Similar to portraiture, still life is another genre of photography that thrives in indoor, controlled conditions. Feel free to make any kind of still life you want, but I’ll recommend taking a look at some of the Dutch still life paintings from the 1600s for inspiration, such as those by Vermeer, Claesz, and Heda. Study these painters’ works to get a sense of how subject, arrangement, and lighting can so dramatically affect how you look at preparing a meal, for instance.

Exercise 9: Nine Elements

Borrowing an exercise from Todd Vorenkamp, since it fits perfectly to use within the confines of your own home—Photograph these nine elements of a scene while in one location.

  • Light
  • Shadow
  • Line
  • Shape
  • Form
  • Texture
  • Color
  • Size
  • Depth

While being on the lookout for these elements, you can amplify the challenge by performing it in several rooms or doing it more than once in a single day. Use your static location as a benefit for studying how light and time of day really transform a subject.

Exercise 10: Photograph a Song or Piece of Music

Can you listen to a song or a piece of music and then go photograph it? I think you can. Make the images as literal or as abstract as needed; make your photographs as representational or as emotional as needed. The exercise is to use your intuition and creativity to transcribe another medium into your own. How can photography accomplish some of the same personal responses that music can?

Exercise 11: Build a Kluge

An exercise for the gear heads; see how weird and bizarre of a technical solution you can come up with for a problem that likely does not exist. Or, put more plainly: play with your toys. What can you photograph, in your house, with your longest telephoto lens? How many extension tubes is too many? Can you really make a 24-hour exposure if you stack all of those neutral density filters together? Try to overcome some of the stranger technical hurdles you can imagine and do it just for fun.

Exercise 12: Go Camera-Less

I just finished an article on Traditional Photography Processes at Home and want to propose another avenue of working with sun printing/cyanotype processes; work without a camera, and make photograms. Can you still use your camera-biased mind to make a captivating photograph without a camera? What can you push yourself to do beyond just laying some leaves on top of the paper? Take a look at Man Ray’s Rayographs or Wolfgang Tillman’s Lighter images if you need some inspiration.

Exercise 13: Shoot a Roll of Film

Todd’s original series of exercises asked you to Shoot a “Roll of Film.” I’m going to propose an exercise sans quotes and suggest you actually shoot a roll of film... for real. Feel free to do any of the above exercises in conjunction with film (especially the Find the Light one if you’re feeling daring) and then develop this roll of film at home. While digital is more efficient, you might find that your technical instincts will strengthen with a roll of film here and there, which rely on you to make firm decisions without the benefit of immediate feedback.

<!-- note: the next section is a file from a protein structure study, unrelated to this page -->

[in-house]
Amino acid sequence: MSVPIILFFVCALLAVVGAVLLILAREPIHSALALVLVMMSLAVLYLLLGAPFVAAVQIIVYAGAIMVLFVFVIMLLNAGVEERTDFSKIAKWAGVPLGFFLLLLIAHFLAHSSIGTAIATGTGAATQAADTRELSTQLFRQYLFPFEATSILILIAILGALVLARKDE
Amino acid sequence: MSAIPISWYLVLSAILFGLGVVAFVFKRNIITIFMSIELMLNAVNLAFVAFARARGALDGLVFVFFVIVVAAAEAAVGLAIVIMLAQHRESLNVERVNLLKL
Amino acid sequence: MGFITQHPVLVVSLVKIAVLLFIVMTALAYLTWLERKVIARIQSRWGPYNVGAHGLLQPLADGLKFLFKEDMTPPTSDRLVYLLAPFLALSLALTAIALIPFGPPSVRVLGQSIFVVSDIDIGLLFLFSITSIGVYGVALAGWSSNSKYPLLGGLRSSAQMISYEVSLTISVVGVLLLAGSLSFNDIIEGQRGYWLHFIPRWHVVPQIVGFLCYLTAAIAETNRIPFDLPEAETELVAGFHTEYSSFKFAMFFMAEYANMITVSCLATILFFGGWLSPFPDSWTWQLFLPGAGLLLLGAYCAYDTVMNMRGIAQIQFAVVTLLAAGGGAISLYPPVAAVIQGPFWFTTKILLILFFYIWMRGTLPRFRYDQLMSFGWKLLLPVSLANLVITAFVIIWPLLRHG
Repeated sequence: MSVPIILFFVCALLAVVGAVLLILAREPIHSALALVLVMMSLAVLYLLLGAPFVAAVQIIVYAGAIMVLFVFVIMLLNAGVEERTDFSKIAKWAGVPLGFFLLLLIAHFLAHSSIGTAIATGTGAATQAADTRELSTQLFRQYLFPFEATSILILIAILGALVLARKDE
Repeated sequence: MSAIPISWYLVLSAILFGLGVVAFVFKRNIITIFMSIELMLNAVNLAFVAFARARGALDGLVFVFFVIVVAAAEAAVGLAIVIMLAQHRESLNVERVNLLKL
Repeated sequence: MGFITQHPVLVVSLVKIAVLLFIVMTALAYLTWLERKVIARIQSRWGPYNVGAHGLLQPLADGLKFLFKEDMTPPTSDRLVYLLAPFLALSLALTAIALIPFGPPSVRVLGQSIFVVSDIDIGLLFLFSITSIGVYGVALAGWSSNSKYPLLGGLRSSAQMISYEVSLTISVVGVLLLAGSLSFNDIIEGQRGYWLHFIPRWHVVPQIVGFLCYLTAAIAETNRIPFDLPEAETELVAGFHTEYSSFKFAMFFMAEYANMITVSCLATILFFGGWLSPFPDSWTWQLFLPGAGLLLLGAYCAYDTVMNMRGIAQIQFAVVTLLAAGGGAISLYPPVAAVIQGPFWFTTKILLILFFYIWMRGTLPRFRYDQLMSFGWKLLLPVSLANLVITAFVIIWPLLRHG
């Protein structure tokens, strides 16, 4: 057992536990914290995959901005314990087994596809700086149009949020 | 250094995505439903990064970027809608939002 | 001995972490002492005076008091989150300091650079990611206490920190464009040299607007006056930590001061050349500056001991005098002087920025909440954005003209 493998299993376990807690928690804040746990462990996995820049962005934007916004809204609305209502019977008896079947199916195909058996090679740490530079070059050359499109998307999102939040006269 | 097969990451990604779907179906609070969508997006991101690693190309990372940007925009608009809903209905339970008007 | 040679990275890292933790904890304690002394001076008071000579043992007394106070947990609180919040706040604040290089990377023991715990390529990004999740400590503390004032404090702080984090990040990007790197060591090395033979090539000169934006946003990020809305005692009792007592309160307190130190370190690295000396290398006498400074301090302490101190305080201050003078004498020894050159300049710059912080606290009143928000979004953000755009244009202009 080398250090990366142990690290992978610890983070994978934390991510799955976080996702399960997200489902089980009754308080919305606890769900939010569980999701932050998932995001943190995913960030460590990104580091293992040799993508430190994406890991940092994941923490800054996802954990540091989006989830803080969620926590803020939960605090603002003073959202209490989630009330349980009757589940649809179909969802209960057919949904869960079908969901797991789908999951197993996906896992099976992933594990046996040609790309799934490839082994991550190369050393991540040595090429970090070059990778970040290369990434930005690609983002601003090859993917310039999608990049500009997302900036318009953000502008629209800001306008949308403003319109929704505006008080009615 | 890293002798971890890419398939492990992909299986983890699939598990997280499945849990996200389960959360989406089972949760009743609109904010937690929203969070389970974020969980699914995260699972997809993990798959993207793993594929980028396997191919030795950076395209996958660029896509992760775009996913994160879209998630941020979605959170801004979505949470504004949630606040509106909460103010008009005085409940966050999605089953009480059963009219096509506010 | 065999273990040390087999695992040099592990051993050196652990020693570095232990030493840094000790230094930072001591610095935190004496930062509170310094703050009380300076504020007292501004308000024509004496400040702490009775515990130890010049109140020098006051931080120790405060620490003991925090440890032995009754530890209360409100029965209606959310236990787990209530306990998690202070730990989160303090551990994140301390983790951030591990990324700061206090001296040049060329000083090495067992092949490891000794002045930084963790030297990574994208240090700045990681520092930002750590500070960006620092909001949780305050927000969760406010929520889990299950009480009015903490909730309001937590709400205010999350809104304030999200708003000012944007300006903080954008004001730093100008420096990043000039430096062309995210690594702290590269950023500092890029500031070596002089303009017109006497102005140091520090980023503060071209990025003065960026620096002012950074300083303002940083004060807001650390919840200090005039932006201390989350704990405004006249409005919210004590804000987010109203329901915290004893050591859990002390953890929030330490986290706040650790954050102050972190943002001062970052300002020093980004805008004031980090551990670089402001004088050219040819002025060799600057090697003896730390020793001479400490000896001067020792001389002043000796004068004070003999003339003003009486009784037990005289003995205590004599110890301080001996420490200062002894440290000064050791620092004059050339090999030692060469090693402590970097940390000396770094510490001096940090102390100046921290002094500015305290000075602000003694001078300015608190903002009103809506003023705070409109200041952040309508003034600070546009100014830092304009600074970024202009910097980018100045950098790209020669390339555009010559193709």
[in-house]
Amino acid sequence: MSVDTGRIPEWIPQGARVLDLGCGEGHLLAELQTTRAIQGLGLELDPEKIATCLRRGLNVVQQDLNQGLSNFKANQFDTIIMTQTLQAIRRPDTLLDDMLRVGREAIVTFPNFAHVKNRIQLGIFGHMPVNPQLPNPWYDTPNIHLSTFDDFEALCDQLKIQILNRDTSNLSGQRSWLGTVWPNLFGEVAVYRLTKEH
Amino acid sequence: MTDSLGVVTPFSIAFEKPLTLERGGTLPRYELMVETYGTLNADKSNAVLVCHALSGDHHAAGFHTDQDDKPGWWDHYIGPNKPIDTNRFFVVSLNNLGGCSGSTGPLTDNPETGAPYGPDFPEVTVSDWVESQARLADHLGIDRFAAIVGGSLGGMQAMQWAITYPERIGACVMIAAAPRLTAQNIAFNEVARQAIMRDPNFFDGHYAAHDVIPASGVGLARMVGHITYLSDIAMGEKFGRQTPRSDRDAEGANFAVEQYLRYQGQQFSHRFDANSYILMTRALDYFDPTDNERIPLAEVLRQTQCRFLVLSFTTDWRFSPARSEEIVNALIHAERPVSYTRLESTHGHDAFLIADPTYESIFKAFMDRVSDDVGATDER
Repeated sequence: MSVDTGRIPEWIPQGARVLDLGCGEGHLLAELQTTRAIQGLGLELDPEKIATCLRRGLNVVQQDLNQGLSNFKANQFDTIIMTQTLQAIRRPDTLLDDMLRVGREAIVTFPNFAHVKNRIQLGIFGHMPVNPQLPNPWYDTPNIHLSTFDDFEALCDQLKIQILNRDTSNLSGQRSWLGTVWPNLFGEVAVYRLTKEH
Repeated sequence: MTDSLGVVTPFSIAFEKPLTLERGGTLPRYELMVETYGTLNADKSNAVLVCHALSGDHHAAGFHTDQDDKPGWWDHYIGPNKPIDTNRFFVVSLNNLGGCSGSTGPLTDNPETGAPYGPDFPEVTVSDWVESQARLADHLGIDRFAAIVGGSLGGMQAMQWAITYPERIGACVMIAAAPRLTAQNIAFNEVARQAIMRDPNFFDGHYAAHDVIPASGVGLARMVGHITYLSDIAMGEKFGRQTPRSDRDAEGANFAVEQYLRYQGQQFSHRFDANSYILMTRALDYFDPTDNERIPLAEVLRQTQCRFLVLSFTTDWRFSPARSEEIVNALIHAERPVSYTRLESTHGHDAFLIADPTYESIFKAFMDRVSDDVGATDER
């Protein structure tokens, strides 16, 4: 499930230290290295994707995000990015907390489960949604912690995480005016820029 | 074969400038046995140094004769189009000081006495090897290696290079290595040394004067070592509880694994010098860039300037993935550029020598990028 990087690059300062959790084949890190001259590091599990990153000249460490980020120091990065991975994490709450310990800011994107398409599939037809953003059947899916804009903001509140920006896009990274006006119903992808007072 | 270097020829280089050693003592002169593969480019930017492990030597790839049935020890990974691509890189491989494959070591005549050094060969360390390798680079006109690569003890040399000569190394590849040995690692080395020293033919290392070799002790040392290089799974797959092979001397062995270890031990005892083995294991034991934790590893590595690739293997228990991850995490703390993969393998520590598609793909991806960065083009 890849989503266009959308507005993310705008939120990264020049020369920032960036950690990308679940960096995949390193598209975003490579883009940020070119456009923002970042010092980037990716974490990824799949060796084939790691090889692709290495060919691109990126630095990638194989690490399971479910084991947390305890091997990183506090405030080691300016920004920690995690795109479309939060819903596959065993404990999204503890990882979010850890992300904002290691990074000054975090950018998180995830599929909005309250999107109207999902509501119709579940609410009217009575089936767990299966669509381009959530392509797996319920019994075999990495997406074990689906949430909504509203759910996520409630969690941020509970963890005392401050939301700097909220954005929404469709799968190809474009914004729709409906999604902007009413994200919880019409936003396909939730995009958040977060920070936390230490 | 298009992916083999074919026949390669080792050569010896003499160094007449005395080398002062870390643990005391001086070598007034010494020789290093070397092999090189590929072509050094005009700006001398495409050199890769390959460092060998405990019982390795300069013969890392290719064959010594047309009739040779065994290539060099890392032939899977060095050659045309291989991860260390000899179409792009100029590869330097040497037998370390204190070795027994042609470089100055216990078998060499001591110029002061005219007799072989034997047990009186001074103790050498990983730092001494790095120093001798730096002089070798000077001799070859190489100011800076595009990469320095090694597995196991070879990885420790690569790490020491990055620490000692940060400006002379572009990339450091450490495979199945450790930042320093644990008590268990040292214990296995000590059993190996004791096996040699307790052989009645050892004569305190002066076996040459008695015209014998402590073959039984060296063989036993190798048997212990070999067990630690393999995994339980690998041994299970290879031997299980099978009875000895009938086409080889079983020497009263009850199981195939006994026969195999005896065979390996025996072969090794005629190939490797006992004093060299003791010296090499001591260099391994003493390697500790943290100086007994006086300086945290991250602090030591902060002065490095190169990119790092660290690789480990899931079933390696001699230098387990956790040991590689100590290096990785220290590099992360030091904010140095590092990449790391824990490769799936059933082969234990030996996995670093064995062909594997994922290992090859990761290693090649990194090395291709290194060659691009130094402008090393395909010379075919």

These are just a handful of jumping-off points for beginning to make some new photographs in your domestic surroundings. It’s a trying restriction to only work from home, but you might find that the challenges and limitations force you to become even more creative than before. Let us know if you have any other creative exercises for at-home photography, in the Comments section, below.

7 Comments

I have always played around with out of focus light.  Having colored light sources like traffic lights or holiday lights and set  your lens so the lights have various  degrees of out of focus so the light becomes abstract in of itself. Also best to have nothing in focus but soft abstract light. This is all easier to do with digital rather than fim because you can see the results right away.

I've been doing a fun thing to pass the time and work through my back catalog. I asked my friends on social media to pick a three-digit number; then I go into Lightroom and use a Collection to find all the images whose *filename* contains that 3-digit number (like "456" would return IMG_3456). Then of all the matches returned, I pick one or more that I like, post-process them, and post the results back to whomever picked the number! It's a great way to narrow your focus (haha) and force yourself to work with the options you get. (4-digit numbers are harder!)

Hello Michael - Thanks for the  input!

A fine article, inspiring, informative, pleasurable to read. Count me among your fans.

I would say shoot a roll of slide film (perhaps some Velvia 40) from a tripod using manual only.  Go spot meter only, metering a middle tone in the same light as your subject, bracket a third of a stop in either direction and see what beautiful images you can produce just walking around your neighborhood.  Although I shoot digital the vast majority of the time, I have to admit that the sound a film camera makes is way cooler than any digital I've seen.  Thanks for the nice article.

This was a really a great list and it was interesting to see how many of them I have already completed! My big activity was making the switch from Adobe to Capture One and thanks for the Tangent Wave2...amazing program and equipment. 

Mudei da Adobe para o Luminar 4. Nada a perder!